This past weekend I had the privilege of officiating for the wedding of a dear friend. Despite having undertaken all of my graduate and doctoral degrees at a seminary, I had not seriously considered ordination since the beginning of my master’s program when I discerned that my calling was to the academic side of theology rather than to leadership of word and sacrament. When my friend called me nearly two years ago to ask that I officiate her wedding, it never occurred to me that something as simple as an online ordination process would push me toward further vocational discernment… and yet, I think, just maybe, it has.
As a long time church musician I am accustomed to being a part of people’s special days. I have certainly played or sang for more than a few weddings, as well as other services that mark some of the various stages of life – baptisms, confirmations, funerals. I’m no stranger to carefully (and prayerfully) crafting these types of services to fit the families and individuals involved, but I imagine I do leave a certain amount of professional space between myself and these events in most cases.
The wedding this weekend though was personal for me in an entirely new and life giving way. I first met the bride during summer camp many years ago. We sang in choir together during college and have stayed in touch throughout the years. She and the groom have been together for as long as I can remember… somewhere around 11 years. I can remember her talking about having me officiate their wedding, even way back in our college years. As I stood with them in her parent’s yard, with the changing autumn leaves on every side and the soft breeze helping keep everyone somewhat comfortable in the heavy Iowa humidity, I was struck by how very right I felt in that moment. It felt right to be officiating, as a pastor, in this moment of their lives.
I will never forget the joy, warmth and hope that I saw in my friend’s eyes as I asked whether she would take this man to be her husband, to live and move through life together, and to love and comfort him. His face too was filled with this joy, warmth, and hope when I asked him the same questions. As I stood with them, I was incredibly humbled by how special these moments were for them as well as for their family and friends.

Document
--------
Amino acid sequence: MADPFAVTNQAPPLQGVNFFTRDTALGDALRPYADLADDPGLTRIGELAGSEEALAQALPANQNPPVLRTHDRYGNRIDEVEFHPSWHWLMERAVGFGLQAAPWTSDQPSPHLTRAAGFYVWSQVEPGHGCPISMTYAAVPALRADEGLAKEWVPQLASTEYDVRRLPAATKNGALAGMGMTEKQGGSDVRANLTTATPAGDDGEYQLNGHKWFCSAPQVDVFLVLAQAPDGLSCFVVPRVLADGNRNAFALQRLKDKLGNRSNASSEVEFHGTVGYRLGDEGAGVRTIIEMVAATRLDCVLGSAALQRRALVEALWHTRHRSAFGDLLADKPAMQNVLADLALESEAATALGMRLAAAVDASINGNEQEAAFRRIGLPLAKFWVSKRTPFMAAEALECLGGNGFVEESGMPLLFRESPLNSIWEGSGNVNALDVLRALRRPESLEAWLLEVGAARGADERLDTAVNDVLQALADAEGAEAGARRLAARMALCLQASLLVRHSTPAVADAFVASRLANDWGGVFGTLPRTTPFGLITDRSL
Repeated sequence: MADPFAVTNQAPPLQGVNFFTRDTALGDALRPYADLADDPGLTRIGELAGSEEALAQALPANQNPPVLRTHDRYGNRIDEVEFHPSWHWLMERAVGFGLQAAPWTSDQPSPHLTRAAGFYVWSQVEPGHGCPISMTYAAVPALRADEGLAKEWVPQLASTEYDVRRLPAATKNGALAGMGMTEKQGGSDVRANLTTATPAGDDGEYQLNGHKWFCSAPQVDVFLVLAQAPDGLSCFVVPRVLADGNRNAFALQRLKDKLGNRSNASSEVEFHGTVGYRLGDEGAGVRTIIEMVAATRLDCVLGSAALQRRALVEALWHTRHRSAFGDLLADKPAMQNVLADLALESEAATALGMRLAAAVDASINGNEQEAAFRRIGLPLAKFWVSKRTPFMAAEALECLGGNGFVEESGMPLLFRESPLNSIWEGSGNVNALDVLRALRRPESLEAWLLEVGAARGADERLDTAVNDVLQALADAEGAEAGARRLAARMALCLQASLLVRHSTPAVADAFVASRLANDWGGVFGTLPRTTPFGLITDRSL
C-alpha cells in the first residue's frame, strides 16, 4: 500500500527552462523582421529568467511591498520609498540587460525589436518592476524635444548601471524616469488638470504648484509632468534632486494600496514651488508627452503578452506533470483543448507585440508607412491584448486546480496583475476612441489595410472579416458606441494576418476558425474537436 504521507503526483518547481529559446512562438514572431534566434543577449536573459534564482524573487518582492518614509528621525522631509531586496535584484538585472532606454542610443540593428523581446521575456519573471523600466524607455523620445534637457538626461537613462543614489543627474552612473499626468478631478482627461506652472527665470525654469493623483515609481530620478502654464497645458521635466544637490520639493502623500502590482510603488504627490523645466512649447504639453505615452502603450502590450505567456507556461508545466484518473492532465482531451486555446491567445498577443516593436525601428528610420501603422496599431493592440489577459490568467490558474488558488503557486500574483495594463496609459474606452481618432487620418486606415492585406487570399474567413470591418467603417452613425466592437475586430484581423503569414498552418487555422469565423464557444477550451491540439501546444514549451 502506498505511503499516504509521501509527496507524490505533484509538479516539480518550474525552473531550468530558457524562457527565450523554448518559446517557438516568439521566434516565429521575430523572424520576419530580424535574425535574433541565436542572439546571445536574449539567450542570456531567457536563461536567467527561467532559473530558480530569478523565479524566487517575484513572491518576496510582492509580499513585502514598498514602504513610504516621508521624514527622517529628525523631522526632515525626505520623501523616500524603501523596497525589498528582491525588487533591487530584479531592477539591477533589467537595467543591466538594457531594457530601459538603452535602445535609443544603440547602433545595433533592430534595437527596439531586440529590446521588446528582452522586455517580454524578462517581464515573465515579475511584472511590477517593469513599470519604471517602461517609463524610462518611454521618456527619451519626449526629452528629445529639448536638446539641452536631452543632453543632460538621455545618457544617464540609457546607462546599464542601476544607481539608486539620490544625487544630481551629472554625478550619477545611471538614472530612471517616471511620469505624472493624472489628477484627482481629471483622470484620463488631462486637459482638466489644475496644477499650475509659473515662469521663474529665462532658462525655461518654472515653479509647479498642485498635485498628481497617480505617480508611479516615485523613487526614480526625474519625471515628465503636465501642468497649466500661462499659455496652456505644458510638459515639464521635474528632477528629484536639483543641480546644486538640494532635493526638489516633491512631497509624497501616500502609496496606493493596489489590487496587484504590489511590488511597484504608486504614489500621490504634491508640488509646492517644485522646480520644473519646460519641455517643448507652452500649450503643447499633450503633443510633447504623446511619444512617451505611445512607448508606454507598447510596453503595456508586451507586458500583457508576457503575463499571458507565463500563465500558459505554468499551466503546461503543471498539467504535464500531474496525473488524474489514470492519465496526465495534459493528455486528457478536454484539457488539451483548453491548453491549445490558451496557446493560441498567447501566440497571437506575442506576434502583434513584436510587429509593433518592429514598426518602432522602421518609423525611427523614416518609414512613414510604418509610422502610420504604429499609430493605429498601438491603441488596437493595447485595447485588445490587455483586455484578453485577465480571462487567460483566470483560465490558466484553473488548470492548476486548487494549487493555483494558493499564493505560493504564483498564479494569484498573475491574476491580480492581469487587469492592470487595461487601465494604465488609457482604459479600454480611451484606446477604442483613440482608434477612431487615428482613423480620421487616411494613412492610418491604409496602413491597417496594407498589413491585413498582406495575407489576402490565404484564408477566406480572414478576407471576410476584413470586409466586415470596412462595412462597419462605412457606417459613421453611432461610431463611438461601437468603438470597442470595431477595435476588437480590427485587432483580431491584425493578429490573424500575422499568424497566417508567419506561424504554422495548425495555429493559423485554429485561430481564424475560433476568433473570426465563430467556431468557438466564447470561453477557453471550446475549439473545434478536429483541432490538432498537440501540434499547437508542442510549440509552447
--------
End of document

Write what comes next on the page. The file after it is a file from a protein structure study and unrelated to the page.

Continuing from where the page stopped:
During my drive back home after the weekend I realized that I couldn’t actually remember exactly why I decided that I was not called to be a pastor. I know that I wanted to be a scholar, and a professor; and I know that I attended seminary because I thought that in order to be a theology professor you needed to first have been a pastor, and though I absolutely don’t regret taking the academic track, I do wonder if it was truly discernment… or perhaps it was me just being sick of constantly discerning that led me to that decision.
Early on in college I remember thinking that I would be a pastor one day, but that it would be something I did later in life. Then continued discernment led me to seminary, which led me to intense academic study. Now I wonder if, maybe, just maybe, this path was only the beginning of a much longer discernment journey.
Being able to experience the love and connection I saw lived out this weekend has reminded me that discerning where God calls us is a continuous process. Occasionally over the years I have worried that perhaps I would end up being a pastor one day… and honestly at this point in my journey, that sort of annoys me. I mean, I already went to seminary, originally to be a pastor, and it wasn’t the right fit, the right call – I find it much easier to say no and move on. I continually reassure myself and those around me that I am not called to serve as a pastor… and yet, there are moments like those I experience this weekend where the pastoral role feels just right. There are moments when I find myself crafting a sermon in my head, or connecting with people, or wishing I had experienced a Clinical Pastoral Education placement in order to learn more about chaplaincy.
Deep down I know that, like so many things in life, discernment is a process that never fully ends but continues to be active and changing just as we move and change through our lives – even still, it has been a long time since I felt the spirit or energy in this way. I am now trying to refocus myself toward the understanding that discernment is a constant part of my being. I want to understand discernment not as a process heading toward an end but rather as truly paying attention to the spirit and energy that moves and changes me. Perhaps then I will be able to accept discernment as the journey itself, rather than as a roadblock to the journey.
Dr. Katie M. Deaver, earned her Ph.D. in Feminist Theology at the Lutheran School of Theology at Chicago. Deaver holds a B.A. in Religion and Music from Luther College in Decorah, IA, as well as MATS and Th.M. degrees from the Lutheran School of Theology at Chicago. Her dissertation explored the connections between the Christian understanding of atonement theology and the prevalence of domestic violence in the United States. Her other areas of interest include the connection between power and violence, sexual ethics, and working toward the elimination of the oppression and exploitation of women and girls around the world.